Seychelles-based CFD and forex broker, Radex Markets, whose major clientele in Africa are from South Africa and Nigeria, sees the blossoming of forex-related businesses in Africa as a major trend driving the industry.

Online Retail Forex: Where Does Africa Stand?
Henry Huang, Marketing & Business Development Direct at Radex Markets

“[We are] seeing a lot of Clubhouse gatherings from trader’s communities and [the] growing amount of services, such as signal providers, trading academies, fund managers, to many other tech-savvy trading gurus which indicate the tremendous growth of the markets across Africa,” Henry Huang, Radex Markets’ Marketing & Business Development Director, said in a Finance Magnates interview.

According to a survey conducted by forex education platform, Forexsuggest, some of the regulated forex brokers in Africa recorded 100%+ growth in 2020, despite the economic downtrend precipitated by the COVID-19 pandemic.

Brokers such as Exness, XM.com, AvaTrade, CM Trading and Tickmill, said they hit median growth rates of about 21% during the pandemic period.

Additionally, Margarites pointed out to Finance Magnates that the Exness Group, an international retail FX group of brokers, surpassed the $1trillion monthly trading volume mark for the first time in October 2021 and surpassed the $2 trillion mark in March 2022.

Online Retail Forex: Where Does Africa Stand?
Paul Margarites, Exness' Regional Director, Sub-Sahara Africa

"This would not have been possible without the rapid and broad-based growth that we saw coming out of the Sub-Sahara Africa (SSA) region, in addition to many other markets," Margarites stated.

On his part, Huang believes one of the many reasons for the spike in forex trading across Africa is the pandemic-induced shutdown which made people get used to investing and creating businesses online.

“Social media has played a significant role in providing insights to market data, technical outlooks and educational material,” Panagiotou also chipped in.

Additionally, Equiti believes its practice of grooming local teams in Africa rather than outsourcing its operations is a major factor contributing to its success in the continent.

“We also work hard with local authorities to install strong and protective regulations, for example, we were the first licensed online non-dealing broker in Kenya, regulated by the Central Markets Authority,” Myers pointed out. “This has paid dividends, as we are acknowledged as a global broker but with a true authentic local culture.”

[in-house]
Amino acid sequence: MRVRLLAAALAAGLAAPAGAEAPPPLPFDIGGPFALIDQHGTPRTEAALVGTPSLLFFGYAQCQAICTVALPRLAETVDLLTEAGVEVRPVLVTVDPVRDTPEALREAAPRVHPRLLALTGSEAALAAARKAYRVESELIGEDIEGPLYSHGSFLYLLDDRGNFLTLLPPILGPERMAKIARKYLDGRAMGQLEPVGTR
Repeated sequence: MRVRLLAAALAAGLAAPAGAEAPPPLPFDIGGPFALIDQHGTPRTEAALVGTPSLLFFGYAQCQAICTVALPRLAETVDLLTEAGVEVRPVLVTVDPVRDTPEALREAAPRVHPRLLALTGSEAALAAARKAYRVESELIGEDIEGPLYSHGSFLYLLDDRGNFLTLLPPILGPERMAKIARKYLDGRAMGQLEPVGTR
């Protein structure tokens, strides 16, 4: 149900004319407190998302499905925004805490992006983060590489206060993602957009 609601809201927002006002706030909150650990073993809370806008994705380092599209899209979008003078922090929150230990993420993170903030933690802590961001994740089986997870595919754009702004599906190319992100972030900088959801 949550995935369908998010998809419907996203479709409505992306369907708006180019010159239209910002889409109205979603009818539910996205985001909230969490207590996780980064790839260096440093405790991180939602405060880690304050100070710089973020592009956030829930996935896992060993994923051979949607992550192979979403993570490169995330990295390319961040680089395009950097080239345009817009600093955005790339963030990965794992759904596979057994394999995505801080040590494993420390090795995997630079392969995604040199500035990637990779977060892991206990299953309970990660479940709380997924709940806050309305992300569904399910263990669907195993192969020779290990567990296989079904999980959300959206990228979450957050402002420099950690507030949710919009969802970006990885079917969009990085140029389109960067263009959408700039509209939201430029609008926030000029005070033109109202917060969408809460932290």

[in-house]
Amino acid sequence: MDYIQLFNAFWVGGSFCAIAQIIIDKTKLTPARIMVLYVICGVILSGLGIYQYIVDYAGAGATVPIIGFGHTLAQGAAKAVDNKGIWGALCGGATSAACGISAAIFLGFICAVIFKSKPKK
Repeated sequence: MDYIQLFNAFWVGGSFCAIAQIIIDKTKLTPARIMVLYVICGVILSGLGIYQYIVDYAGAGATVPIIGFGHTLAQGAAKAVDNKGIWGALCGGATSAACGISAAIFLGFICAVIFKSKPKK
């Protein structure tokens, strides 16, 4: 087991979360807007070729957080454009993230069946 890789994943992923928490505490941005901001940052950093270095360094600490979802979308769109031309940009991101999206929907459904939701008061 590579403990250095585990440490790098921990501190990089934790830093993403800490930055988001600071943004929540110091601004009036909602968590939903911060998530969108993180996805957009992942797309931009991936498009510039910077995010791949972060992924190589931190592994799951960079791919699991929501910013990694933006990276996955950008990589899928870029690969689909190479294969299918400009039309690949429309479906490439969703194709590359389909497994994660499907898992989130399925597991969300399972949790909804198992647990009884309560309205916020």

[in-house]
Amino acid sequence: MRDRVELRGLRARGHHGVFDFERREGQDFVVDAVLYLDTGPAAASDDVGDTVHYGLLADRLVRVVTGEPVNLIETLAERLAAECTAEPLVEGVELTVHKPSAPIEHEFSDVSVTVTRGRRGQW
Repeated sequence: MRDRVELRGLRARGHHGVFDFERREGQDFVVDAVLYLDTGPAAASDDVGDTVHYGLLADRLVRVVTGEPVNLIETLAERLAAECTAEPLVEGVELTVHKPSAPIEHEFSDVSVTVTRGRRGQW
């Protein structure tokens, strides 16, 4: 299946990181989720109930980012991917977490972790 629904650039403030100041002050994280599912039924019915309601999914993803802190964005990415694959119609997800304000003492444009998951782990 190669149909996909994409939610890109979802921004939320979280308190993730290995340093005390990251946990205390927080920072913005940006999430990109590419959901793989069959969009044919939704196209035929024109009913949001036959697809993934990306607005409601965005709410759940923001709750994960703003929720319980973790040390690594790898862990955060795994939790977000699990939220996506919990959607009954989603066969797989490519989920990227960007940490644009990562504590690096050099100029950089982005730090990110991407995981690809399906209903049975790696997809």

Matters Arising

While young people are leading Africa’s rising online retail forex scene, insufficient knowledge of the nitty-gritty of trading is “a huge challenge.”

Equiti says reversing this knowledge gap is at the core of its mission in Africa.

Myers added, “The Standard & Poor’s Global Financial Literacy Survey 2019 declared literacy rates across Africa to be low compared to Europe, for example, 38% in Kenya, 26% in Nigeria.

Online Retail Forex: Where Does Africa Stand?
Brian Myers, CEO of Equiti Brokerage

“This is compared to an average 60-70% in European countries. With lower financial literacy rates and a surge of interest in the financial markets, it creates an atmosphere ripe for scams and unscrupulous players."

Panagiotou also reiterated this point: “The main challenges we faced were to inform traders about the importance of trading with a regulated broker that adheres to strict policies.

"Also, certain clients were not familiar with advanced and sophisticated trading technologies and were interested in having access to any trading platform, no matter the cost or efficiency,” Panagiotou further noted.

On his part, Exness' Margarites described Africa, and notably Sub-Saharan Africa, as a vast region filled with challenges and opportunities.

"Travel between countries, even neighboring ones, is not straightforward, and neither is communication, given the complexities of language and dialects. Infrastructure like education, partner networks and adequate regulations, or the lack thereof, can at times be a challenge and potentially slow down the momentum," Margarites added.

A Rising Financial Revolution?

Despite the volatile nature of online forex trading, Africa continues to remain a destination point for foreign brokers who are setting up physical offices in the continent to further deepen their ties with African traders.

With young people at the centre of this surge, there are high hopes the practice will only continue to become more widespread or mainstream.

“At the beginning of 2021, we started the Financial Literacy Revolution. This is a commitment by us to educate and improve financial literacy for millions across the continent,” Myers told Finance Magnates, speaking on Equiti Africa’s plan for the continent.

“We have been relentless in this mission, holding hundreds of workshops, taking virtual road shows to universities, hosting podcasts, radio and T.V trading education sent daily to our clients. This is a massive mission and one that we all enjoy.”

EDITOR'S NOTE: This analysis is part of a series of Finance Magnates articles dissecting the latest trends in the online retail forex industries around the world. You can also read about developments in the retail forex scenes in the United Kingdom, North America, Australia, and Latin America by following the links.